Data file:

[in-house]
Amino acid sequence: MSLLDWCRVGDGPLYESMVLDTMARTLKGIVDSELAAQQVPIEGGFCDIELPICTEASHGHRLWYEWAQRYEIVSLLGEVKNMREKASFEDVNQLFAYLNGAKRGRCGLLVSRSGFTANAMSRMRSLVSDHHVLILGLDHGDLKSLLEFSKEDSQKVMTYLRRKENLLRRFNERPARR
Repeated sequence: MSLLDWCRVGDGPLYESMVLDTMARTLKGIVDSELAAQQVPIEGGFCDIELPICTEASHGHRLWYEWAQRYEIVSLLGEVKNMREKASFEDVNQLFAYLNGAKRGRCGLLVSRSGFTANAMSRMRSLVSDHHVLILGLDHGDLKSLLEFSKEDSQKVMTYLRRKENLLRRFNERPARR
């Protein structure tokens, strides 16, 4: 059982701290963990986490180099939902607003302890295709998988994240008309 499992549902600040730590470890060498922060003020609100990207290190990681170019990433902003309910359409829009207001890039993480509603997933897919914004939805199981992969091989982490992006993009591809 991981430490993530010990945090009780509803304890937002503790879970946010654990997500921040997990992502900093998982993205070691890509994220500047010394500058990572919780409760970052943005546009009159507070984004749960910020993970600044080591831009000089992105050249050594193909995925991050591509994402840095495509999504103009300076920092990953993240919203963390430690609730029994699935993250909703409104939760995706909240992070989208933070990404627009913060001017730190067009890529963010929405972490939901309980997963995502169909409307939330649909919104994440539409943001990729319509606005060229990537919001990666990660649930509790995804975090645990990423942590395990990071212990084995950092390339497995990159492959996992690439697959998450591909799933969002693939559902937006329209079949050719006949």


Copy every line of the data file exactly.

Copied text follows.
[in-house]
Amino acid sequence: MSLLDWCRVGDGPLYESMVLDTMARTLKGIVDSELAAQQVPIEGGFCDIELPICTEASHGHRLWYEWAQRYEIVSLLGEVKNMREKASFEDVNQLFAYLNGAKRGRCGLLVSRSGFTANAMSRMRSLVSDHHVLILGLDHGDLKSLLEFSKEDSQKVMTYLRRKENLLRRFNERPARR
Repeated sequence: MSLLDWCRVGDGPLYESMVLDTMARTLKGIVDSELAAQQVPIEGGFCDIELPICTEASHGHRLWYEWAQRYEIVSLLGEVKNMREKASFEDVNQLFAYLNGAKRGRCGLLVSRSGFTANAMSRMRSLVSDHHVLILGLDHGDLKSLLEFSKEDSQKVMTYLRRKENLLRRFNERPARR
């Protein structure tokens, strides 16, 4: 059982701290963990986490180099939902607003302890295709998988994240008309 499992549902600040730590470890060498922060003020609100990207290190990681170019990433902003309910359409829009207001890039993480509603997933897919914004939805199981992969091989982490992006993009591809 991981430490993530010990945090009780509803304890937002503790879970946010654990997500921040997990992502900093998982993205070691890509994220500047010394500058990572919780409760970052943005546009009159507070984004749960910020993970600044080591831009000089992105050249050594193909995925991050591509994402840095495509999504103009300076920092990953993240919203963390430690609730029994699935993250909703409104939760995706909240992070989208933070990404627009913060001017730190067009890529963010929405972490939901309980997963995502169909409307939330649909919104994440539409943001990729319509606005060229990537919001990666990660649930509790995804975090645990990423942590395990990071212990084995950092390339497995990159492959996992690439697959998450591909799933969002693939559902937006329209079949050719006949």